Stay tuned and know the weather condition of Himachal Pradesh before you drop in. Scroll further!

Weather in Himachal Pradesh

Weather in Himachal Pradesh

Climate: Semi-tropical – Semi – arctic

Annual Rainfall: 160 cm

The climate of any place is centered on its geographical factors. Himachal Pradesh being a hilly region, experiences a pleasant weather throughout the year with heavy snow fall during the winter months. Himachal is one of the best tourist destinations in the country and its weather and temperature alters with change in altitude. The best time to visit Himachal is during the months of September – March.  Like most of the other states, Himachal experiences all the three seasons with summer in the months of March – June. In the winter, the state experiences heavy snow falls with the days and nights extremely cold. After the rainy season the state seems to be filled with the lavish greenery and apples are seen everywhere. At the same time, the landslides and heavy rainfall cause destruction to life and property.  Dharamsala is the region which experiences the maximum rainfall which is about 3400 mm. Scroll further to read more about the climate of your favorite holiday spot.

http://indianexpress.com/article/india/india-news-india/moderate-to-heavy-rains-in-himachal-pradesh-2987911/

http://indianexpress.com/article/india/india-news-india/moderate-to-heavy-rains-in-himachal-pradesh-2987911/

Geographical Location

Location: 30″22′ and 30″12′ north latitude and between 75″47′ and 79″4′ east longitude

Area: 55,673 square km

  • Himachal Pradesh shares its borders with Jammu Kashmir in the north, Uttar Pradesh in the south east, China on the east, Haryana in the south, Uttarkhand on its southeast and with Punjab on the west. The altitudes of this state range from 350 to 7000 meters which is 1050 ft. to 21000 ft above the sea level.
  • Speaking of the physiography, Himachal Pradesh is mainly a mountainous region and is rich in the natural resources. The state is divided into three different zones such as: the outer Himalayas or the Shivaliks, inner or middle Himalayas and finally the greater Himalayas or the Alpines. The districts of Hamirpur, Kangra, Una, Bilaspur, and the lower parts of Solan, Sirmaur and Mandi are all included in the Shivaliks. Whereas, the parts of Sirmaur, Mandi and parts of Kangra, Shimla and Chamba are included in the middle region of the Himalayas. The Alpine zone comprises Kinnnaur and Pangi tehsils of Chamba and some parts of Lahaul and Spiti.
http://www.mirchitravels.com/himachal-pradesh-tourism-weather-places.php

http://www.mirchitravels.com/himachal-pradesh-tourism-weather-places.php

  • The Shivalik range comprises lower hills with an elevation of 600m above the sea level. These regions mainly consist of highly unconsolidated deposits that increase the rate of deforestation and erosion.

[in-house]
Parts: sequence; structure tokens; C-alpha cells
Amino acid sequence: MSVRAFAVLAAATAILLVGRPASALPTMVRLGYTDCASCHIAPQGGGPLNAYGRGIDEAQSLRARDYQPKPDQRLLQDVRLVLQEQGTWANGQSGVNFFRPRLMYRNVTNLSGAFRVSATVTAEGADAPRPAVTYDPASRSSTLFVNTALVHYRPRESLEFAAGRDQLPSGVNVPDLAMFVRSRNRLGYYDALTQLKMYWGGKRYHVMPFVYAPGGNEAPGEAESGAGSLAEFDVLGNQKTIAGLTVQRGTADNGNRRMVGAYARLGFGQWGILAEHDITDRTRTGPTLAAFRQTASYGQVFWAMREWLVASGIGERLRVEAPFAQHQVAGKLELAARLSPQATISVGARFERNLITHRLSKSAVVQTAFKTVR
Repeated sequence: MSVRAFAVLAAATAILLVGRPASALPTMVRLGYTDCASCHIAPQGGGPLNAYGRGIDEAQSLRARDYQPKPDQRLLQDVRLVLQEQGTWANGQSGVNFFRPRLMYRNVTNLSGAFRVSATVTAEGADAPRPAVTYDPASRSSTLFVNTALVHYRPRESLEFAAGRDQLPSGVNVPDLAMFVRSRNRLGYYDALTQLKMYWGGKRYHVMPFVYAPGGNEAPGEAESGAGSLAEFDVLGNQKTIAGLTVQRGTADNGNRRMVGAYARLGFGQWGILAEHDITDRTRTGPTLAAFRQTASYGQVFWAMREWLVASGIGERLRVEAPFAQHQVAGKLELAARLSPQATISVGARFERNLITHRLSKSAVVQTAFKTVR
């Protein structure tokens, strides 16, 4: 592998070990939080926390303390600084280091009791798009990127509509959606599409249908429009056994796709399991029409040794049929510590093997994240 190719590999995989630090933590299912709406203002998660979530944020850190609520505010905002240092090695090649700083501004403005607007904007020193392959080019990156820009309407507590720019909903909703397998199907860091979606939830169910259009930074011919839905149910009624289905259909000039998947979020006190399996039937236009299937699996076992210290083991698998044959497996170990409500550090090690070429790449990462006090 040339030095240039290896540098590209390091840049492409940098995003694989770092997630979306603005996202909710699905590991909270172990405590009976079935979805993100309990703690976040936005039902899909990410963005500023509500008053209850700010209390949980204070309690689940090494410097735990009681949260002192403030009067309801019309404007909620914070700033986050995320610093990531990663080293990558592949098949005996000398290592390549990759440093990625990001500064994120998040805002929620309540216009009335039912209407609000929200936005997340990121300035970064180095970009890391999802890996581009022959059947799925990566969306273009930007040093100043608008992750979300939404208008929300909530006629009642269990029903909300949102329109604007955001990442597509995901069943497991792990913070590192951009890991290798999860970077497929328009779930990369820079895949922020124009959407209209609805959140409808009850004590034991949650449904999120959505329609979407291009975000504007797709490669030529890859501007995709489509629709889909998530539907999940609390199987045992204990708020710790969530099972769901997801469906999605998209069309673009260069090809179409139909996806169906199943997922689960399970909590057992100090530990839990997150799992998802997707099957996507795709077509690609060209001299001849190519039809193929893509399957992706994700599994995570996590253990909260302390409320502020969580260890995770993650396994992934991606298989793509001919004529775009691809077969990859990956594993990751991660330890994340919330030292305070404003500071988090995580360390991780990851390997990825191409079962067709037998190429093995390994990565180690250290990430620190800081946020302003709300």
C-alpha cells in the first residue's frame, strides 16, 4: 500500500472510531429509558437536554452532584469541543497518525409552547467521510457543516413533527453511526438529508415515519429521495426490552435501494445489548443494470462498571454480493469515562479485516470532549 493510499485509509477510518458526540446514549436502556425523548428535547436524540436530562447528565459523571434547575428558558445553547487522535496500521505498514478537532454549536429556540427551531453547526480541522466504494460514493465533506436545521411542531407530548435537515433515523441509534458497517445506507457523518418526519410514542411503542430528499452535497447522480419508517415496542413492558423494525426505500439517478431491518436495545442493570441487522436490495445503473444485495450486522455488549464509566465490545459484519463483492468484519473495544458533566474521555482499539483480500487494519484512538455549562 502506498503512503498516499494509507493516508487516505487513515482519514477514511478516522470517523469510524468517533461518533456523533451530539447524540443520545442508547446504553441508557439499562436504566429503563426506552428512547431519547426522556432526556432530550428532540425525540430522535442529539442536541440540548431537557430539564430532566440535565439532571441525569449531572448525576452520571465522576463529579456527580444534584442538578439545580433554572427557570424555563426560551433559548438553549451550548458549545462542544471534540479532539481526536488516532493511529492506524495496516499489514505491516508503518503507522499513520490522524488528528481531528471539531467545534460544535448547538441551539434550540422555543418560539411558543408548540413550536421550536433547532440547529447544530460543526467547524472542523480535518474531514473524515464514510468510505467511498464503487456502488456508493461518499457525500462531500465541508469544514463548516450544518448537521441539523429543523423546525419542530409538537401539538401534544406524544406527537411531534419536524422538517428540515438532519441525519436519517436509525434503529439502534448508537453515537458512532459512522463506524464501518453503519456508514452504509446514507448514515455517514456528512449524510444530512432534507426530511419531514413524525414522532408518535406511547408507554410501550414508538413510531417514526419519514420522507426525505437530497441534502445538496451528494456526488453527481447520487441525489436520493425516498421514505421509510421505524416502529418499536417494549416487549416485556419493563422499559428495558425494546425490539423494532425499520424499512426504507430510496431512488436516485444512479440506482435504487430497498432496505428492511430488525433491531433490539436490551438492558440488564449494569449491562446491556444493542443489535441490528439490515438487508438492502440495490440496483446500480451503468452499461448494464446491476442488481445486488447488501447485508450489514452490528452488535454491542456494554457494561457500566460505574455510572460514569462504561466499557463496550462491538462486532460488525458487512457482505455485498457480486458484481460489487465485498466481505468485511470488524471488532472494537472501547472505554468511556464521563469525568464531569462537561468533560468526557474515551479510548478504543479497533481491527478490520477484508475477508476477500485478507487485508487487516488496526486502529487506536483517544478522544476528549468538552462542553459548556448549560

• The lesser Himalayas have a steady rise near the Dhauladhar and the Pir Panjal ranges and is more rapid towards the south, i.e. Shimla.
  • At the foot of the Dhauladhar range is a longitudinal trough, the Kangra valley. The Dhauladhar has an elevation of nearly 4,550 meters and a rapid rise of 3,600 m above the Kangra valley. Pir Panjal which is the largest of the lesser Himalayan range subdivides near the bank of the river Sutlej from the Great Himalayan range. Across the Pir Panjal, there are a number of glaciers and several passes and Rohtang Pass (4,800 m) is one among them.
  • Some of the famous passes in the Great Himalayan ranges are Kangla (5,248 m), Bara Lacha (4,512 m), Parang (5,548 m) and Pin Parbati (4,802 m). This range run along the eastern boundary and is cut down down by Sutlej.
  • Zaskar Range is the easternmost range which separates Kinnaur and Spiti from Tibet. Its peaks range up to an elevation of 6,500 m among which the famous ones are Shilla (7,026m) and Riwo Phargyul (6,791m) which are rated as the highest peaks in this range. Also, one would find many glaciers over the Zaskar and the Great Himalayan ranges.
  • It is due to the variation in the elevation, that there are diversifications in Himachal’s climatic situations.
  • Spring season of the state is from mid-Feb to March-April. During this time, the air is cool and contains the fresh fragrance adorn the valleys, meadows and the forest slopes. The rainy season starts from the end of June and during this time the land is full of lush greenery and the springs are replenished.
  • On contrast to the Dharamshala which receives the maximum rainfall, Spiti is considered to be the dried area with a record of rainfall below 50mm as it is enclosed by high mountains on all its sides.
  • Himachal Pradesh is divided into 12 districts with 49 cities and towns and consists of a population of 6,077,248. The location of the state makes it accessible for the tourists to enjoy varieties of adventure activities like mountaineering, river rafting, ice skating, paragliding etc.
  • Himachal takes its name from the Himalayas which means ‘Land of snowy mountains’ and the great Himalayas extend up to 2,500km.